Subjects prefer to align peak oscillation forces after toe off. The average harness tension is shown in (a) and (b), where the red and blue curves indicate cable tension pulling up (\(T_{ \uparrow }\)) and down (\(T_{ \downarrow }\)), respectively, and black indicates net tension (\(T_{net}\)). Average center-of-mass vertical velocity is shown in (c) and (d), while the red histogram in (d) indicates the distribution of motor phase chosen by subjects during entrainment. Average power from the cables pulling up (\(P_{ \uparrow }\), red) and down (\(P_{ \downarrow }\), blue) are shown in (e) and (f), while net power (\(P_{net}\)) is shown in black (shading underneath the power curves represents work done by the harness forces on the person, after integration). Panels (a), (c) and (e) indicate mean curves (shading represents \(\pm 1\) intersubject standard deviation, SD) measured during Baseline 2 (walking with the harness but no active oscillations), while panels (b), (d) and (f) indicate mean curves (\(\pm 1\) SD) measured during experiment trials. Snapshots of the walking step cycle are shown near the bottom to help orient the reader to the timing of events shown in plots. Zero in the step cycle corresponds with double stance while 0.5 corresponds with single stance.

In Fig. 6b, average tension forces are shown for subjects entrained with active oscillations in the system. Although the passive force peaks observed in Baseline 2 are still present in the entrained interaction (occurs in \(T_{ \uparrow }\) at around 0.80 of the step cycle), there is an additional upward peak (~ 0.35 in the step cycle) due to subjects’ preferred alignment of the active oscillations. This active force peak is further indicated by the motor phase selected by subjects during entrainment. The red histogram in Fig. 6d characterizes the distribution of motor phase chosen by subjects during entrainment, where the average and standard deviation are given: \(\overline{\phi } = 0.26 \pm 0.15\). This means that peak current is prescribed to the motor pulling up just after a quarter through the step cycle (shortly after toe off of the trailing leg). This timing in the step cycle is sometimes referred to as the “rebound” phase where the body rises over the leading leg (e.g.21). Due to system dynamics, the current peak shows up as a spike in tension force slightly later as the “active force peak”.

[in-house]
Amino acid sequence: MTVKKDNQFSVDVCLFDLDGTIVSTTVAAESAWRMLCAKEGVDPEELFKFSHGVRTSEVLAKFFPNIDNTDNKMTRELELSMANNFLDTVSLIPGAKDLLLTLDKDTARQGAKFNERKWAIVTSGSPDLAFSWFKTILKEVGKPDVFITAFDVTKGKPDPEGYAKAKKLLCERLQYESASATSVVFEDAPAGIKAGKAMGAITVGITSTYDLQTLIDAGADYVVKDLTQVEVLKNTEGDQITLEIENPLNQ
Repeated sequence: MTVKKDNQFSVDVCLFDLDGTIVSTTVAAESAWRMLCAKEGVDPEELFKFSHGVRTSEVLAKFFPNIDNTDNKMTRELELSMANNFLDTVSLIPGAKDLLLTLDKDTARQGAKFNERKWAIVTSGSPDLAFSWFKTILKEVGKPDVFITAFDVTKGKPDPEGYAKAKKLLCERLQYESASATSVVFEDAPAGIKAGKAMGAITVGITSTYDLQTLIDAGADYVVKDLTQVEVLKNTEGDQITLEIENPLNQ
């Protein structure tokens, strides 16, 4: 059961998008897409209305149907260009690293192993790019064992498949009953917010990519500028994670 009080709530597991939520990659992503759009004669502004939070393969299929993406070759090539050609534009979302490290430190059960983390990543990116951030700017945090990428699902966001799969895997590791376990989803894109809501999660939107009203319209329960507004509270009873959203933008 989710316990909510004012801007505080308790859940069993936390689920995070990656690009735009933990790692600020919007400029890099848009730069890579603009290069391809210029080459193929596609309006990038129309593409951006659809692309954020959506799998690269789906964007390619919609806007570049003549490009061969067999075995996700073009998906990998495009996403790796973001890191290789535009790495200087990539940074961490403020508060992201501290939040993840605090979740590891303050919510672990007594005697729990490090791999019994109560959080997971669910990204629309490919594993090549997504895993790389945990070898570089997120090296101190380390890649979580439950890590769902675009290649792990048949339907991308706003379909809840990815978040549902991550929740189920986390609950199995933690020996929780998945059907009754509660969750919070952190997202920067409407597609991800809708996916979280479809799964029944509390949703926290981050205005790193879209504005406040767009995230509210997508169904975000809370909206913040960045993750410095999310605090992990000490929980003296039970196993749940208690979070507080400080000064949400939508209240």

The preferred motor phase seems to imply a strategy of receiving positive power from the active oscillations, given peak active force approximately aligns with peak vertical CoM velocity (Fig. 6d). Despite this alignment, negative power still greatly outweighs any positive power received from the system. Since the resistive forces largely responsible for excess negative power relate to motion of the CoM (damping relates to velocity, inertial forces to acceleration), a 90% increase in vertical velocity amplitude may help to explain why net negative power still dominates subjects during entrainment, despite a preferred phase indicating the opposite.

Preferred phase lag varies by subject

Despite the entrainment strategy shown in Fig. 6 representing the sample mean tested in the experiment, individual subjects displayed notable variance—for example, with respect to the work done by the oscillation forces on the CoM. Figure 7 shows the average tension force, CoM vertical velocity and mechanical power of three example subjects in trial conditions chosen to illustrate entrainment strategies resulting in moderate net positive work (Subject A), moderate net negative work (Subject B) and substantial net negative work (Subject C). A notable distinction of these subjects is the chosen phase alignment of motor forces. Subject A aligned the motor phase just after zero (median phase = \(31^{ \circ }\), or 0.087 in the step cycle), and distinctive tension force humps were observed shortly thereafter (~ 0.25 in the step cycle). Due to this phase, the net tension signal was locally shaped by active oscillation forces and approximately aligned with CoM velocity, thus resulting in net positive work (\(W_{c} = 4.1\;{\text{J}}\)). Subject B preferred a slightly increased phase (\(64^{ \circ }\), or 0.18). Although the resulting motor force hump was still relatively distinct, it was not robust enough to overcome resistive forces due to inertia and damping in the system, and net negative work was accumulated over the step (\(W_{c} = - 6.2\;{\text{J}}\)). Subject C preferred a relatively late motor phase (\(110.0^{ \circ }\), or 0.32), and forces out of phase with the CoM velocity were exaggerated. Substantial net negative work was observed in this example (\(W_{c} = - 12\;{\text{J}}\)). Data from example subjects in Fig. 7 imply that motor phase alignment had a prominent effect on the net mechanical work done on the CoM by the harness tension forces.